New York: J.W. Bouton, 1877. Three volumes. cv,,408; vii,495; vii,540pp., plus 103 chromolithographic plates. Frontispiece in first volume. Contemporary half green diced morocco and red paper boards, pictorially gilt spines, t.e.g. Light shelfwear and light soiling to boards, spine ends scuffed (more pronounced in first two volumes). Occasional light foxing. Very good. Item #WRCAM55108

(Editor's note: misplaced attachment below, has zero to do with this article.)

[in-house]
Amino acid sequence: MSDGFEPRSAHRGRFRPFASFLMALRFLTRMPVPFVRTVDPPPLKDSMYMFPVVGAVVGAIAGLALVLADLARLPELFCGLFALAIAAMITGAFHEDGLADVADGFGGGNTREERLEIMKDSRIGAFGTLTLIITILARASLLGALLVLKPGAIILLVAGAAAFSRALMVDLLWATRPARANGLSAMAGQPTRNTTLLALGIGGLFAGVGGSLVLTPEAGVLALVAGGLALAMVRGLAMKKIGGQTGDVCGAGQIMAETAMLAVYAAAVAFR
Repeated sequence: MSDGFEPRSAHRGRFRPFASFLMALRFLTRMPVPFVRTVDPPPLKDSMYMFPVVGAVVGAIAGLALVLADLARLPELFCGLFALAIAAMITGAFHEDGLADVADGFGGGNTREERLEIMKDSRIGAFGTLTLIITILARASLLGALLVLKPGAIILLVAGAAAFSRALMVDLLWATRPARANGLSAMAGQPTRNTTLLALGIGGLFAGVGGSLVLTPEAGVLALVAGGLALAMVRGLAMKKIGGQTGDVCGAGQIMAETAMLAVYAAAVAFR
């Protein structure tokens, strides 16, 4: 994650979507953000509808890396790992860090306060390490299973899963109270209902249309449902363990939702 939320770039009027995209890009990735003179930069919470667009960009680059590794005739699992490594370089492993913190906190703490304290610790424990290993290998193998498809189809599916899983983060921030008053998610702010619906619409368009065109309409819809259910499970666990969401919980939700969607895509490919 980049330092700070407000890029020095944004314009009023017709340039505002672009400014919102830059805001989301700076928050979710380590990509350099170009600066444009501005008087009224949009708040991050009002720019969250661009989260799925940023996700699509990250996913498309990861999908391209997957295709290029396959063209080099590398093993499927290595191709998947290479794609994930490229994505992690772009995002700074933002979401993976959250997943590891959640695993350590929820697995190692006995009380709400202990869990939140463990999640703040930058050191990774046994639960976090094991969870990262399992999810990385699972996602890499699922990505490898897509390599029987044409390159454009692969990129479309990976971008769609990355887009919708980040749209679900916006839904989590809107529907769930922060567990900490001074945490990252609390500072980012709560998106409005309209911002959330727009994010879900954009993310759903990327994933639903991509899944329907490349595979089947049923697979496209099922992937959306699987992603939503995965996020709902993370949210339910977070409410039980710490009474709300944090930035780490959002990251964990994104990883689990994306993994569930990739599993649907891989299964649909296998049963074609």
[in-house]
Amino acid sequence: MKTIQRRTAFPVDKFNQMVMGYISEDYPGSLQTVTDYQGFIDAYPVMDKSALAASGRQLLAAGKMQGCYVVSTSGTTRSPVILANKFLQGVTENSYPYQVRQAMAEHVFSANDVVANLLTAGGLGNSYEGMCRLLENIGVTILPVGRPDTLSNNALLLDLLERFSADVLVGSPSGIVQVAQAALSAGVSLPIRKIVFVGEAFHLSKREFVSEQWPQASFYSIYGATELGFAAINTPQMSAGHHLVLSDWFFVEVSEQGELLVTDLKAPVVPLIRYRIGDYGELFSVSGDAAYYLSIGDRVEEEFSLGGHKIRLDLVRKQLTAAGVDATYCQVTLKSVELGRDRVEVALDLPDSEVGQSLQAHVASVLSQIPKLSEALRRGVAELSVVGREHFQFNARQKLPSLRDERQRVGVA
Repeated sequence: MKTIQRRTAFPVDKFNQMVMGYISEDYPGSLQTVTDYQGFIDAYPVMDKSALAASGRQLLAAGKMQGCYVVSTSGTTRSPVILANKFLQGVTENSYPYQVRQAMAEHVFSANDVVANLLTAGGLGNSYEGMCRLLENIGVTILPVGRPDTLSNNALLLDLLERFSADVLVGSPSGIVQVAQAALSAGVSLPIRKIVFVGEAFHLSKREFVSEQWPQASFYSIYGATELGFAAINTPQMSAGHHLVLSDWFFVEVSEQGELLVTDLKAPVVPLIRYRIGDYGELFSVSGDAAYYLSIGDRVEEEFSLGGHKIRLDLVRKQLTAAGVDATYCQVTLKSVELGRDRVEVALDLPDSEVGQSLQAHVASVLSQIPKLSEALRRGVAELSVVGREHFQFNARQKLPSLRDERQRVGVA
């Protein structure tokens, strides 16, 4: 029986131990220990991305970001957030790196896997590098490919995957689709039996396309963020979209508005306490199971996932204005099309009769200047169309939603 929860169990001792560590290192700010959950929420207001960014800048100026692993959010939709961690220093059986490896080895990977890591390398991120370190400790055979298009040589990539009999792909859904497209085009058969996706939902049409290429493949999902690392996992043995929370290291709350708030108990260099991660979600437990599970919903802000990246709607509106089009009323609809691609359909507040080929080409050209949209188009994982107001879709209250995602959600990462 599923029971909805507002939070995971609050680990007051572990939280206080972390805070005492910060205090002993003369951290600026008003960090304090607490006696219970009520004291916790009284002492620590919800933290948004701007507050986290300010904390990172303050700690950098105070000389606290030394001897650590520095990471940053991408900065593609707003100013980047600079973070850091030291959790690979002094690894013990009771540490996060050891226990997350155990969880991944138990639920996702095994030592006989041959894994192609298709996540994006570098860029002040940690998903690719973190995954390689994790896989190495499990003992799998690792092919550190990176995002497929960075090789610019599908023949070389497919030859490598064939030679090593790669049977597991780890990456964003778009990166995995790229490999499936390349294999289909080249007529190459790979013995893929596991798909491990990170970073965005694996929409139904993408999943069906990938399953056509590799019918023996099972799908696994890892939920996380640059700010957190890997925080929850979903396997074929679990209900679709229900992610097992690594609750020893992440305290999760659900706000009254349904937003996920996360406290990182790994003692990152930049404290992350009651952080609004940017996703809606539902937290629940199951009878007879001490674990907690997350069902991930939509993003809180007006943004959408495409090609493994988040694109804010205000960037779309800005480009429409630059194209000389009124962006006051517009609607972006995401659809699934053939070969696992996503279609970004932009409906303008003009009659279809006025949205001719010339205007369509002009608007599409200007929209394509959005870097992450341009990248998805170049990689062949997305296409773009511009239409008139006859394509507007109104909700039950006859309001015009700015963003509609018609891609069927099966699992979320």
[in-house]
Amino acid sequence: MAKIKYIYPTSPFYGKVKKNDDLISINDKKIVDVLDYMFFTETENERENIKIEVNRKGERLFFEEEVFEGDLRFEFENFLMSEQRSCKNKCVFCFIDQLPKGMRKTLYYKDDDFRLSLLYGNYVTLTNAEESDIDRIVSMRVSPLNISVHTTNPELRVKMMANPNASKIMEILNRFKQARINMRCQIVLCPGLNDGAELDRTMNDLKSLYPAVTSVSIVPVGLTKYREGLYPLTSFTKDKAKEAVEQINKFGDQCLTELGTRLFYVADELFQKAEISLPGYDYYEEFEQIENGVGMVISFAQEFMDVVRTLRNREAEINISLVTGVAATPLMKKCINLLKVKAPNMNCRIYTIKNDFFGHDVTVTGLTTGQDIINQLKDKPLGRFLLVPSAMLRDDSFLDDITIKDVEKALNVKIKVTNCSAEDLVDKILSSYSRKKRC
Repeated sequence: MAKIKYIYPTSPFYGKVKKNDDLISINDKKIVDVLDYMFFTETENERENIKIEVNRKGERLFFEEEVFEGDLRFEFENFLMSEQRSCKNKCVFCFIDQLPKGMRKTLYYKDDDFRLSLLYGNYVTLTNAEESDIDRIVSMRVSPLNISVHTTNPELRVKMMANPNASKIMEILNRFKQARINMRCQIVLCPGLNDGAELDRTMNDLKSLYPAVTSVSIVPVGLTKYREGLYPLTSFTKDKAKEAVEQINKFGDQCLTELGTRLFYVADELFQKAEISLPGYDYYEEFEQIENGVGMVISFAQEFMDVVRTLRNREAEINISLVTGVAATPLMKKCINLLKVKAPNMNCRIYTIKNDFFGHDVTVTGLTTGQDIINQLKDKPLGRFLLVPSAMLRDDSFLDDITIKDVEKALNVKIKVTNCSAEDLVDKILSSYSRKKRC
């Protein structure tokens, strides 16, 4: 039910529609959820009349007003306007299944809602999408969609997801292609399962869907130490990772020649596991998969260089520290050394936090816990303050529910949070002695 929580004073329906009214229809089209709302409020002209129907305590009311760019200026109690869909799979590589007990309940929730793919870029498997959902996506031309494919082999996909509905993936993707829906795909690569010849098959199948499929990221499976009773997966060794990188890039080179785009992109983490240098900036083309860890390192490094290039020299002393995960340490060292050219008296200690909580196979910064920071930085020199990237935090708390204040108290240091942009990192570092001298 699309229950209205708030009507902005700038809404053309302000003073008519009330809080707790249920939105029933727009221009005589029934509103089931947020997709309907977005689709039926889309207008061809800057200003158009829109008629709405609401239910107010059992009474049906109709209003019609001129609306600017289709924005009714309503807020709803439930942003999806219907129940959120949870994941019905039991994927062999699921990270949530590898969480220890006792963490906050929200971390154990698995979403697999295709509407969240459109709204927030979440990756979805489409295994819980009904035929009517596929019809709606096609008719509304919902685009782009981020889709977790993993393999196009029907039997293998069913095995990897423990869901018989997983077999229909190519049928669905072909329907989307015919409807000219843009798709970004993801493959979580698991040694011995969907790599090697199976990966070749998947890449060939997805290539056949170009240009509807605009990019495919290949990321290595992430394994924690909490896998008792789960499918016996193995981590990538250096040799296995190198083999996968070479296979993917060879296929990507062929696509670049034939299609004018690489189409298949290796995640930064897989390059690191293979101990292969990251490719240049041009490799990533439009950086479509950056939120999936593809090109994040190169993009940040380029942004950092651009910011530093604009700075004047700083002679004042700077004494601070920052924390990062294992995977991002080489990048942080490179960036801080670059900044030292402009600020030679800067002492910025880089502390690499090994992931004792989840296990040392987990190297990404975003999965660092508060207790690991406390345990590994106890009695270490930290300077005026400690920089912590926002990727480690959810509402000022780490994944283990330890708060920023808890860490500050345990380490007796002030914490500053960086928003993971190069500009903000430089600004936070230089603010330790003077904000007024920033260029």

An interesting edition of Alexander Wilson's AMERICAN ORNITHOLOGY..., first published in 1808-14, including the supplement by Charles Lucien Bonaparte. Alexander Wilson was the first ornithologist to undertake a systematic study of the birds of America, first while a country schoolteacher and then under the tutelage of naturalist William Bartram. In 1802 he undertook his bird studies full time, teaching himself drawing and projecting his book, which began production in 1807. When it is considered that no similar study in any branch of natural science had yet been undertaken in America, and that only one color plate book of any scope had been published there (Birch's VIEWS OF PHILADELPHIA), the scope of Wilson's work is astounding. Between 1808 and 1813, Wilson managed, against innumerable difficulties, to travel over much of the United States collecting material while managing his ambitious publication. He died in 1813, exhausted by his task, and his work was completed by George Ord. After the collapse of Napoleon, various members of the Bonaparte family took refuge in America, including his nephew, Prince Charles Lucien Bonaparte. The young Bonaparte proved a prodigy in ornithology and undertook a supplement to Wilson, written by himself, but illustrated by Titian Peale, Alexander Rider, and with one plate by John James Audubon, whom Bonaparte liked, but who quickly fell out with the engraver, Lawson (who made the plates for both Wilson and Bonaparte). The set was completed in 1833, although Bonaparte had already moved back to Europe. Many editions of Wilson and Bonaparte (together and apart) were published in the coming years. This later combined edition actually has the same printing of text and plates as an 1876 London edition published by Chatto & Windus, with simply a cancel New York titlepage. Thus it is not an American color plate book, but an issue of British plates under an American imprint. The 103 plates are handsome transfer chromolithographs from W.H. Lizars' re-engravings of the original Wilson and Bonaparte plates on a smaller scale. Collectively, the Wilson with the Bonaparte supplement is the most important work of American ornithology from the early period besides Audubon, and it was the most expensive and elaborate book production undertaken in the United States up to that time. A key work for American natural history and color printing, in an attractive later edition. WOOD, p.631. NISSEN 996. ANKER 533. SITWELL, pp.155-57. YALE, p.312. Frank Burns, "Alexander Wilson. VII Biographies, Portraits and a Bibliography of the Various Editions of His works" in THE WILSON BULLETIN Vol. 21, No. 4 (1909).